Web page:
Author：Verbena C. W，Elaine Yang
In 1998, NetEase and other web portals began providing free space for Chinese web users, and many internet users who loved to read books launched their own personal web pages.
Early internet book sites took the hardcopy novels and scanned them or typed them into the computer, then circulated them on the internet to augment their websites’ content, or reprinted directly from other websites. Because of bad copyright habits formed by Chinese web users from day one of the internet, formed bad habits of breaking copyrights, the result was a large number of pirated works. It was difficult to hold IP addresses and virtual usernames accountable, and websites with uploading services had no way of differentiating between the copyright statuses of the works; all they could do was to inform the copyright holder in writing. And so, internet piracy gradually became something about which people in the industry could do nothing, for which regulatory authorities looked the other way, and to which authors had to give their tacit approval. Right up to this day, similar problems still exist with Chinese online publishing. A few websites first set up shop using pirated copies, and only after they have accumulated a significant number of readers do they then sign contracts with authors and are said to be “washed clean.” Without a doubt, from the beginning the rapid development of China’s digital publishing industry has gone hand in hand with copyright confusion. In those years, Hong Kong author Huang Yi’s novel “Twin of Brothers” was a killer secret weapon for all the book portals that were falling over each other in their competition to reprint and reproduce books to draw in readers. The story was set in the troubled times of Sui Dynasty China. Through their talents and hard work, in the end two teenagers form a generation of heroes. The plot of the novel was splendid, daring, and grand; it had fantasy elements and contained profound reflections on life. Later it was made into a television series. Readers said that with Hong Kong serial novels, one chapter comes out a month; getting online and reading them is naturally the best way to enjoy the pleasure of reading them for the first time. And so because “Golden Book House” established its web portals early, it took the lead in having reprinting superiority, and began to cultivate original literature online.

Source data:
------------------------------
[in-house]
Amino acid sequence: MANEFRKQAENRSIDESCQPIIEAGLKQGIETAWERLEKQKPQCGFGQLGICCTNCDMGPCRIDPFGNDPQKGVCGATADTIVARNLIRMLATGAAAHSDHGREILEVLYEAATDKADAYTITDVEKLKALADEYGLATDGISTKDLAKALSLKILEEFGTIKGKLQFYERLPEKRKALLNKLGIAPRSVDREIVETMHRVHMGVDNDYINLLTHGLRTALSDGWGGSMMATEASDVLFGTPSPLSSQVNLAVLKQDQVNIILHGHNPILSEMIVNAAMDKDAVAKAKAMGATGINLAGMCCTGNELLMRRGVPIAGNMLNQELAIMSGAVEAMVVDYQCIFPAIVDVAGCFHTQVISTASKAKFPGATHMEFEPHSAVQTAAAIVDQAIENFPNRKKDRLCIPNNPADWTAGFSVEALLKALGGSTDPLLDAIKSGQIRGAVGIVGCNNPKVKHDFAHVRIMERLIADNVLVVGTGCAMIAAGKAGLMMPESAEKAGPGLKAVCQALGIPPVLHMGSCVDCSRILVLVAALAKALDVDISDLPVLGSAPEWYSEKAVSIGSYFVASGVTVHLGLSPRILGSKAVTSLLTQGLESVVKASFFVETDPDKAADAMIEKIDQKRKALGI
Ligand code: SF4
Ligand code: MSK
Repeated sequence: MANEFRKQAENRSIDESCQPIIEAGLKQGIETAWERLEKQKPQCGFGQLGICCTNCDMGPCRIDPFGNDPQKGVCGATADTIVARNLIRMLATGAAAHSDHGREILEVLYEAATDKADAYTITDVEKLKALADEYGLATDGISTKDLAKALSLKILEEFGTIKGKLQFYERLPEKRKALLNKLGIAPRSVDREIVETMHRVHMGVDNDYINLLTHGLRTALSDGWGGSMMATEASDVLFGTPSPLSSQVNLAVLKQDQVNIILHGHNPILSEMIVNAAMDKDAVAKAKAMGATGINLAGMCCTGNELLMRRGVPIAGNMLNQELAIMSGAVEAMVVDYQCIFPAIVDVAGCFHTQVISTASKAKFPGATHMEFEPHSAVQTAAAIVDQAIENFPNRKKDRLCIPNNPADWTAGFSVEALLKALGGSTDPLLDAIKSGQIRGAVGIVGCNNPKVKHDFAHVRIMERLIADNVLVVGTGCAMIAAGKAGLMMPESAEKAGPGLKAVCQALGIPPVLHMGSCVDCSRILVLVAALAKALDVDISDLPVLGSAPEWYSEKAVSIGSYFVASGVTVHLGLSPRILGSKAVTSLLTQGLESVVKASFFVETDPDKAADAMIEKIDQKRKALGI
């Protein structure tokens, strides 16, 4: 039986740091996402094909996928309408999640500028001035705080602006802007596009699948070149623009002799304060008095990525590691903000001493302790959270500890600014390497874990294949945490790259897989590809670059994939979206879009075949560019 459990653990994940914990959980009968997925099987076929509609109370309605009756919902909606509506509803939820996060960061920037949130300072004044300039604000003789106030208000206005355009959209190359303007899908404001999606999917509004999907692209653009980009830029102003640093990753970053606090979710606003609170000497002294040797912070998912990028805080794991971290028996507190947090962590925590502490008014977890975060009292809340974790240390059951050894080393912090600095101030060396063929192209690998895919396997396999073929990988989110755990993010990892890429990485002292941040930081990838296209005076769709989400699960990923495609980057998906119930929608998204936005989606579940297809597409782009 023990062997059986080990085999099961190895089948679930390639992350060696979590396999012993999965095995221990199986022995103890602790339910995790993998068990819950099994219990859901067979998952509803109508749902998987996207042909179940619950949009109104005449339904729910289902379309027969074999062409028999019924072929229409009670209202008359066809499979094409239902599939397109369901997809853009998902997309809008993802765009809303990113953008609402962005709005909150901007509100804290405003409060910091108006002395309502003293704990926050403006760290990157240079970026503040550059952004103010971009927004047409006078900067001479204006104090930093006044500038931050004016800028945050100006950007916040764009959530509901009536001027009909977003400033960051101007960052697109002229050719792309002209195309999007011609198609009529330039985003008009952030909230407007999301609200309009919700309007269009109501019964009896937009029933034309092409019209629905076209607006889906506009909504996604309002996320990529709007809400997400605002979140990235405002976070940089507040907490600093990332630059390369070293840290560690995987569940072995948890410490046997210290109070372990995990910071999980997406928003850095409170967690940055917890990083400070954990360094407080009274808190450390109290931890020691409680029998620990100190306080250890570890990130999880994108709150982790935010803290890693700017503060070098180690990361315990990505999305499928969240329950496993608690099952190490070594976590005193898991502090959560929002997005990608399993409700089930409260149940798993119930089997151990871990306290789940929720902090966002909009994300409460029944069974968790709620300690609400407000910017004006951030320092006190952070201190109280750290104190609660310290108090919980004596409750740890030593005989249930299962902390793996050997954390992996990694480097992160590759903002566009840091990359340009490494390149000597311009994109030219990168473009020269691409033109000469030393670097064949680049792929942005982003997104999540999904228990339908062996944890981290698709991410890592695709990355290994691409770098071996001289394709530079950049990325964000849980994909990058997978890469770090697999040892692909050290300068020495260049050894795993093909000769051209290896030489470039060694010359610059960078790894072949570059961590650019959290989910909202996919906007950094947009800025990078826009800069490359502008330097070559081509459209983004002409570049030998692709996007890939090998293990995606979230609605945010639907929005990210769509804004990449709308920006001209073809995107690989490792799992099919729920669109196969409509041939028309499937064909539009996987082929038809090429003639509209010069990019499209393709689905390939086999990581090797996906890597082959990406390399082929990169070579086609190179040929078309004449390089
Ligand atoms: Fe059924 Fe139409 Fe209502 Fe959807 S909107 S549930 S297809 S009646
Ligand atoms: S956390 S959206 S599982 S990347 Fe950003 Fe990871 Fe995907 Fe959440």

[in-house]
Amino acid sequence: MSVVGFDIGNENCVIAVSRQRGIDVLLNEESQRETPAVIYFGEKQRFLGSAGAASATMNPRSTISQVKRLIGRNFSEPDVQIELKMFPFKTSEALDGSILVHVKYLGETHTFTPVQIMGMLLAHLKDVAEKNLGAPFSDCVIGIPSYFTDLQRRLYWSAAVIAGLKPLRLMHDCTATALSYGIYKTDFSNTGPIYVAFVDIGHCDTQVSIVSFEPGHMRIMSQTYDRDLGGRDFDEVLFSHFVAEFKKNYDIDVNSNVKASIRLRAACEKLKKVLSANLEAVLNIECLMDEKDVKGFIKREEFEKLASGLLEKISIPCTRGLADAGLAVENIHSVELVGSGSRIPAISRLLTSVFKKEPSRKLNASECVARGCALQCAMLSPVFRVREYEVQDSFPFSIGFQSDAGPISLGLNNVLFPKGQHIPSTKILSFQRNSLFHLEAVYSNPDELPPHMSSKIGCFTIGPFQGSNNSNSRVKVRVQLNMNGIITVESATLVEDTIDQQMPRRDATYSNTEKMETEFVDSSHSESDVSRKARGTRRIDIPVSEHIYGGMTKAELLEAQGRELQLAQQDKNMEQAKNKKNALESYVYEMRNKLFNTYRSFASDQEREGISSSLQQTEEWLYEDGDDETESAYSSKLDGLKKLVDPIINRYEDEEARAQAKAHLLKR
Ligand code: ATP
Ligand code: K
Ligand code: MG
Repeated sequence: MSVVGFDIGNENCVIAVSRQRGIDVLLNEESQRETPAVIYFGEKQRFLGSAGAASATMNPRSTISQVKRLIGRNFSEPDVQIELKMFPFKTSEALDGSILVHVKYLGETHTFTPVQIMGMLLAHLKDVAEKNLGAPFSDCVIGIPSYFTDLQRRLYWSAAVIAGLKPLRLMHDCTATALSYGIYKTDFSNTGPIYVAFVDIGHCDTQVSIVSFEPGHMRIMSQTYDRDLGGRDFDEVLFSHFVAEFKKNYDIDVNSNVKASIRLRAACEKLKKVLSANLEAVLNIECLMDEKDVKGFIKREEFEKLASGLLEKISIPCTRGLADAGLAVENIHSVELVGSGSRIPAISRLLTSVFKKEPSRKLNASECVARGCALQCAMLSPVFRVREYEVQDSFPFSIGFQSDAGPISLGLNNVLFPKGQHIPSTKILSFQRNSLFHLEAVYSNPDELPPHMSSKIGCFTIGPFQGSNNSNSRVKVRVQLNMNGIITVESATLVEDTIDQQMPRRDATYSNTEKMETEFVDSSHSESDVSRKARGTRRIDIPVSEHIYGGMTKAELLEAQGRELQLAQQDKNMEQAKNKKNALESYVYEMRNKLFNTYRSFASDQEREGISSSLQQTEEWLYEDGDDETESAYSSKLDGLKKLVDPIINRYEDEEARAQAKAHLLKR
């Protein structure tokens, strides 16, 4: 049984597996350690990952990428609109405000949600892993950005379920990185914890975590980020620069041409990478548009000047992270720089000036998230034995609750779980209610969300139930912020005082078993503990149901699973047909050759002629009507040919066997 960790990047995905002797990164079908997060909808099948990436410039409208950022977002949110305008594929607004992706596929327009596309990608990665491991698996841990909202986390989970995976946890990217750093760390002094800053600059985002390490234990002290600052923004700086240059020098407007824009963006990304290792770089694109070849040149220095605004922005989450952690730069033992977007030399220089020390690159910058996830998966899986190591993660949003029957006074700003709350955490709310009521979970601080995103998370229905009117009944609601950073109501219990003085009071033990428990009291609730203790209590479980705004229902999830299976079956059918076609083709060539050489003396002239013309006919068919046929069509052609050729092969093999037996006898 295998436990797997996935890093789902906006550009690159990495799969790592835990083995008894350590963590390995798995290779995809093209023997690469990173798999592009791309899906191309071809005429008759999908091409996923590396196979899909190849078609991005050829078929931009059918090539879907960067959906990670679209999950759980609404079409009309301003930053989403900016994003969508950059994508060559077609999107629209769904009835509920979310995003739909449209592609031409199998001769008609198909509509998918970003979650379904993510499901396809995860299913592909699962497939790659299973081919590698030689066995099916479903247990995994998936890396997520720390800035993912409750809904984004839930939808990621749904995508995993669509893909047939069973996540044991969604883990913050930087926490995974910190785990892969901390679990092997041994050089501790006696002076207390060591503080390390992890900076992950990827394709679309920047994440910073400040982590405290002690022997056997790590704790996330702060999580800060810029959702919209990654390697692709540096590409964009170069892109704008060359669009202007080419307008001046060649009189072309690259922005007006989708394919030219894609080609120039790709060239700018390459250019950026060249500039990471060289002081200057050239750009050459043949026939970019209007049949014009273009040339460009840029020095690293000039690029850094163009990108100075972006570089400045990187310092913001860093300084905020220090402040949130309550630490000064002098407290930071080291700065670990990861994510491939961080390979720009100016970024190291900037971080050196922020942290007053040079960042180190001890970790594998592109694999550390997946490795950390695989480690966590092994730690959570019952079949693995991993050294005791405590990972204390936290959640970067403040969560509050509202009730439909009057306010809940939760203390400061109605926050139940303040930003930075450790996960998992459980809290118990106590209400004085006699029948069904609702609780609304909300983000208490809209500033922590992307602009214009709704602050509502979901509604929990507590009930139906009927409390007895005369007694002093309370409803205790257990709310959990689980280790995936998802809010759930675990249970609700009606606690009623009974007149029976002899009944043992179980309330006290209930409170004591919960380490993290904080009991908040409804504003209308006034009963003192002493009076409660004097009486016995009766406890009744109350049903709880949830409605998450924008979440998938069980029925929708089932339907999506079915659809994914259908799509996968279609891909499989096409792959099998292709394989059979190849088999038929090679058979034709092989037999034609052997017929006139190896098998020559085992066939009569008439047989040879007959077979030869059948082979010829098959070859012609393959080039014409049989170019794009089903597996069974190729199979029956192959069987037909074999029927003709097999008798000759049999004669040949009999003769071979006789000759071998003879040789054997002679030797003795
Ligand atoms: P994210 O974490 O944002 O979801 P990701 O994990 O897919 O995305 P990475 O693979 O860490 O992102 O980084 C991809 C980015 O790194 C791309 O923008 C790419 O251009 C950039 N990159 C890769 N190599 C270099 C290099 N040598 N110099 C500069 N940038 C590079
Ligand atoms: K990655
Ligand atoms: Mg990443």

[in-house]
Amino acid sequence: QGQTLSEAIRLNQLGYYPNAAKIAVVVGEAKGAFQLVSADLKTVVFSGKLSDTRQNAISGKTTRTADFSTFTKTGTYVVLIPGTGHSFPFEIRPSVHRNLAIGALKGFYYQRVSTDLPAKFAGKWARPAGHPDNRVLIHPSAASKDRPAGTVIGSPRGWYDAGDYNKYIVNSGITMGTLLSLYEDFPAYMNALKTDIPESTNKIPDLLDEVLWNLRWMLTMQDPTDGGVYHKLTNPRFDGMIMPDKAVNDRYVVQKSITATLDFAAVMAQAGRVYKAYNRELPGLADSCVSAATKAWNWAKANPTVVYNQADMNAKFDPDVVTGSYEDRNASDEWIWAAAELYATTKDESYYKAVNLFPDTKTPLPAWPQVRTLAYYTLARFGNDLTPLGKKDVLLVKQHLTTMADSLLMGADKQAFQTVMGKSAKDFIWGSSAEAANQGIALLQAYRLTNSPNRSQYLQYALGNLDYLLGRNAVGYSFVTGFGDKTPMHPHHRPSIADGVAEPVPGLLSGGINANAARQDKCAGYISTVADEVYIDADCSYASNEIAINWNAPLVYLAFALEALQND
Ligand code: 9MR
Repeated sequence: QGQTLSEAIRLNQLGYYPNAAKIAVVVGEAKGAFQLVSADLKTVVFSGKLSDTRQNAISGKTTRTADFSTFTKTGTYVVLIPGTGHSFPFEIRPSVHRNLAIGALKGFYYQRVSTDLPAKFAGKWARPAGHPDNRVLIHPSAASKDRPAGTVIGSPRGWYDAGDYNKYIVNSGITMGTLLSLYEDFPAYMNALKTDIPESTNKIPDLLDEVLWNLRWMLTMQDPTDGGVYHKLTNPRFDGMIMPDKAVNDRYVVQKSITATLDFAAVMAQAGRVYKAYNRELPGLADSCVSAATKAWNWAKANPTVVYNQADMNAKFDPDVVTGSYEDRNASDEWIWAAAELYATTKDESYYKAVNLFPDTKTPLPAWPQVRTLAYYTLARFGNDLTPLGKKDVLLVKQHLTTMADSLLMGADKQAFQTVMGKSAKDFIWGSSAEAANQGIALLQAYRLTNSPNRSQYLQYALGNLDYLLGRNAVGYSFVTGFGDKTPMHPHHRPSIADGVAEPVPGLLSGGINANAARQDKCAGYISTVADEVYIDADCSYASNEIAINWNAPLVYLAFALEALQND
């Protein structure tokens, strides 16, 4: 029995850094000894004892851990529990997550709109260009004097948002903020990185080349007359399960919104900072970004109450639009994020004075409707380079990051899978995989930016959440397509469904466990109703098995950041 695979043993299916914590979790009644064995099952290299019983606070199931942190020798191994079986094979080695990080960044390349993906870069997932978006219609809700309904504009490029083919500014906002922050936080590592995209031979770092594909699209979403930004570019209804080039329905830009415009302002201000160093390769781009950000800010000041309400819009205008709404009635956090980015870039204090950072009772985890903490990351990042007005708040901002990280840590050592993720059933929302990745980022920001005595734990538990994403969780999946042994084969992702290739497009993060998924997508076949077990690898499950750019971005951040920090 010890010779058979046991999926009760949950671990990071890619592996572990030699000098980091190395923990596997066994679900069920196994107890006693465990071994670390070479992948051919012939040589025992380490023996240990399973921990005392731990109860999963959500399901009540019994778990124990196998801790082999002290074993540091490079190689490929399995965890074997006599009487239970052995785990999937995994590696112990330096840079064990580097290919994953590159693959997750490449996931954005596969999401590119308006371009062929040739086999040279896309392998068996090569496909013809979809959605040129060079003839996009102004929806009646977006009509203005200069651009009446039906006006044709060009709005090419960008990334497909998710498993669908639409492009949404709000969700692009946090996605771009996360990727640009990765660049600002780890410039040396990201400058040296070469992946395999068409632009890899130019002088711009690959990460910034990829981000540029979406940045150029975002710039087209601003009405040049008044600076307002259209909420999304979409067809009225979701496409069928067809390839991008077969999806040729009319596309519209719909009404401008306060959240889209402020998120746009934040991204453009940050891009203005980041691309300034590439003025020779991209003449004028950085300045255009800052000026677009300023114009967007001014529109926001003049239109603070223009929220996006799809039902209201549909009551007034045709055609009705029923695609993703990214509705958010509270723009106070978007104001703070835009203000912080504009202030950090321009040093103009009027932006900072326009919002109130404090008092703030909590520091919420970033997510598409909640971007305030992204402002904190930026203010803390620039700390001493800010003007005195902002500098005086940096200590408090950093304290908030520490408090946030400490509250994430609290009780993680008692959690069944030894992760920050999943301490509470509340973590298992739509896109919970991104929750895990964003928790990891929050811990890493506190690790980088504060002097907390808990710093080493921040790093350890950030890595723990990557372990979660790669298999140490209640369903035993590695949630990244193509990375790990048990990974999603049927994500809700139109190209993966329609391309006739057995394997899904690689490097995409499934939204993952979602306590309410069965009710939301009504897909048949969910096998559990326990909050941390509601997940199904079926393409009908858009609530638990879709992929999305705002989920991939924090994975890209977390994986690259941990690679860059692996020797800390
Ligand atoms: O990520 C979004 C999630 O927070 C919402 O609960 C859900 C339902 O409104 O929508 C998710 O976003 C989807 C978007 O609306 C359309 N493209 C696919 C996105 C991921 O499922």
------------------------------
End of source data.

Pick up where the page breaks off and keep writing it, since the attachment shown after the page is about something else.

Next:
The influx of capital changed the fate of book websites. In 1999, Myrice.com purchased 16 of NetEase’s top 20 ranked personal websites for a sum of 4 million RMB, including Golden Book House. At the same time, a number of overseas Chinese set up Bookuu.com in the Silicon Valley in America, and in one fell swoop they poached more than a dozen editors from Beijing, causing a big stir in the publishing world. Although Bookuu.com acquired the electronic copyrights for a large number of works and signed a large number of authors, the spirit of for-pay downloads and for-pay reading that it advocated was incompatible with the era of a free Internet. At the end of 2001, Bookuu.com was forced to undergo a transition; it proclaimed that China’s first for-pay ebook experiment had failed. This was followed by the collapse of a large number of book websites. The survivors had no choice but to begin to rack their brains for ways to profit, and this ushered in the “Silver Age” of online literature. An alliance book site of original works called “Sky of the Dragon” (Lkong.net), its founding team relying on a stable space and popularity it had accumulated in advance from other book sites, rapidly became the new boss in Chinese online literature circles.